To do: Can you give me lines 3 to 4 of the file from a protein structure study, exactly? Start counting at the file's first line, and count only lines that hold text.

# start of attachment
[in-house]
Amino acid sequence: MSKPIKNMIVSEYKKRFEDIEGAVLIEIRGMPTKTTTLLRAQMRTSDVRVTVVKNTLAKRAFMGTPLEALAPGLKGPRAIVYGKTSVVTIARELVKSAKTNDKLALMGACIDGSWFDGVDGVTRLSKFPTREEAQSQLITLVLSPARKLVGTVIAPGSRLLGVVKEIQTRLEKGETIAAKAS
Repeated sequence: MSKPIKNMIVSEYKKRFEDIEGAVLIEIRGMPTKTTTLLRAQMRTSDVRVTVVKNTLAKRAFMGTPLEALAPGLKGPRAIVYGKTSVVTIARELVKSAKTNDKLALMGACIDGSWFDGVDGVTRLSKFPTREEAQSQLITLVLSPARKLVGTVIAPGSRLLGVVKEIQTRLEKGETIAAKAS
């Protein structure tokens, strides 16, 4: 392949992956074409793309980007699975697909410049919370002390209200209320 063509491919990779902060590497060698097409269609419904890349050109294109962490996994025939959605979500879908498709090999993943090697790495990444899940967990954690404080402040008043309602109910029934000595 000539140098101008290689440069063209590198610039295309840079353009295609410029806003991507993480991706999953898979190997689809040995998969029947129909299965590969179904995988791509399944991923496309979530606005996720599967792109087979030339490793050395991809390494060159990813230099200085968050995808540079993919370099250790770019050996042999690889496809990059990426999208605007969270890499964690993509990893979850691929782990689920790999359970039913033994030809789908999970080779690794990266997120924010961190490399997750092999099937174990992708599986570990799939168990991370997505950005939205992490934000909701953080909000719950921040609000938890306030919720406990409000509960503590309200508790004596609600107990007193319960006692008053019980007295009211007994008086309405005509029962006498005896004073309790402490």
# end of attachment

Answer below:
Repeated sequence: MSKPIKNMIVSEYKKRFEDIEGAVLIEIRGMPTKTTTLLRAQMRTSDVRVTVVKNTLAKRAFMGTPLEALAPGLKGPRAIVYGKTSVVTIARELVKSAKTNDKLALMGACIDGSWFDGVDGVTRLSKFPTREEAQSQLITLVLSPARKLVGTVIAPGSRLLGVVKEIQTRLEKGETIAAKAS
């Protein structure tokens, strides 16, 4: 392949992956074409793309980007699975697909410049919370002390209200209320 063509491919990779902060590497060698097409269609419904890349050109294109962490996994025939959605979500879908498709090999993943090697790495990444899940967990954690404080402040008043309602109910029934000595 000539140098101008290689440069063209590198610039295309840079353009295609410029806003991507993480991706999953898979190997689809040995998969029947129909299965590969179904995988791509399944991923496309979530606005996720599967792109087979030339490793050395991809390494060159990813230099200085968050995808540079993919370099250790770019050996042999690889496809990059990426999208605007969270890499964690993509990893979850691929782990689920790999359970039913033994030809789908999970080779690794990266997120924010961190490399997750092999099937174990992708599986570990799939168990991370997505950005939205992490934000909701953080909000719950921040609000938890306030919720406990409000509960503590309200508790004596609600107990007193319960006692008053019980007295009211007994008086309405005509029962006498005896004073309790402490």